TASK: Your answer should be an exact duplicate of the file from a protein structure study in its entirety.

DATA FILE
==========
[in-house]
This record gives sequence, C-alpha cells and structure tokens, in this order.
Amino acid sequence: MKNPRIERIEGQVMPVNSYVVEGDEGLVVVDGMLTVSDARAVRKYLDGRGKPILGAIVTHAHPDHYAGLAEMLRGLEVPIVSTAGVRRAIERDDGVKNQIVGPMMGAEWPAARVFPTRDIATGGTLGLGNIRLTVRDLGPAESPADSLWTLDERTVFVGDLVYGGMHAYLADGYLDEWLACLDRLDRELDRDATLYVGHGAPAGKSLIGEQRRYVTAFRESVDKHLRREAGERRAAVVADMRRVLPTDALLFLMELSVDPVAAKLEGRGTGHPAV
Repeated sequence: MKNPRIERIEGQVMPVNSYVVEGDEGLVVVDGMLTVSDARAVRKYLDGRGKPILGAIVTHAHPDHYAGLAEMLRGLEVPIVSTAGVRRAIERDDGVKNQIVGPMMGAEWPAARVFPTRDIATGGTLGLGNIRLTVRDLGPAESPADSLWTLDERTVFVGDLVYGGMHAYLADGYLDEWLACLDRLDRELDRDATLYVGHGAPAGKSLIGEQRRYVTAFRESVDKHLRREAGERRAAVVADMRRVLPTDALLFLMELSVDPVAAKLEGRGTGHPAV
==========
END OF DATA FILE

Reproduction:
[in-house]
This record gives sequence, C-alpha cells and structure tokens, in this order.
Amino acid sequence: MKNPRIERIEGQVMPVNSYVVEGDEGLVVVDGMLTVSDARAVRKYLDGRGKPILGAIVTHAHPDHYAGLAEMLRGLEVPIVSTAGVRRAIERDDGVKNQIVGPMMGAEWPAARVFPTRDIATGGTLGLGNIRLTVRDLGPAESPADSLWTLDERTVFVGDLVYGGMHAYLADGYLDEWLACLDRLDRELDRDATLYVGHGAPAGKSLIGEQRRYVTAFRESVDKHLRREAGERRAAVVADMRRVLPTDALLFLMELSVDPVAAKLEGRGTGHPAV
Repeated sequence: MKNPRIERIEGQVMPVNSYVVEGDEGLVVVDGMLTVSDARAVRKYLDGRGKPILGAIVTHAHPDHYAGLAEMLRGLEVPIVSTAGVRRAIERDDGVKNQIVGPMMGAEWPAARVFPTRDIATGGTLGLGNIRLTVRDLGPAESPADSLWTLDERTVFVGDLVYGGMHAYLADGYLDEWLACLDRLDRELDRDATLYVGHGAPAGKSLIGEQRRYVTAFRESVDKHLRREAGERRAAVVADMRRVLPTDALLFLMELSVDPVAAKLEGRGTGHPAV